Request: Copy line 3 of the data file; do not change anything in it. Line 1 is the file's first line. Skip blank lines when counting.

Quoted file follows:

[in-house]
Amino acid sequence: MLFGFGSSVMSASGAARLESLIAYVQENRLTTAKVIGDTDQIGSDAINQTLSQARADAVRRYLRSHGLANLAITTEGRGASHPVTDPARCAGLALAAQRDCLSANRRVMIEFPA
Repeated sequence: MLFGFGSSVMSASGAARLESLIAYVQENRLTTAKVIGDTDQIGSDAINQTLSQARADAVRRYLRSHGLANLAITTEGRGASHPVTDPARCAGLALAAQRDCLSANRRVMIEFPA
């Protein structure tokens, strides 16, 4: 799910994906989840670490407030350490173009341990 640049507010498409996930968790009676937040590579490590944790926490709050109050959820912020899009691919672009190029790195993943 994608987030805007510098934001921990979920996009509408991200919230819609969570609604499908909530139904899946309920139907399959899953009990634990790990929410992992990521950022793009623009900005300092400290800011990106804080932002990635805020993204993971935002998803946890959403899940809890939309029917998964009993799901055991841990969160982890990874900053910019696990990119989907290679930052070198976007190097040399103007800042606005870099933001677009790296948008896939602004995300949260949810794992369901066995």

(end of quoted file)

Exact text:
Repeated sequence: MLFGFGSSVMSASGAARLESLIAYVQENRLTTAKVIGDTDQIGSDAINQTLSQARADAVRRYLRSHGLANLAITTEGRGASHPVTDPARCAGLALAAQRDCLSANRRVMIEFPA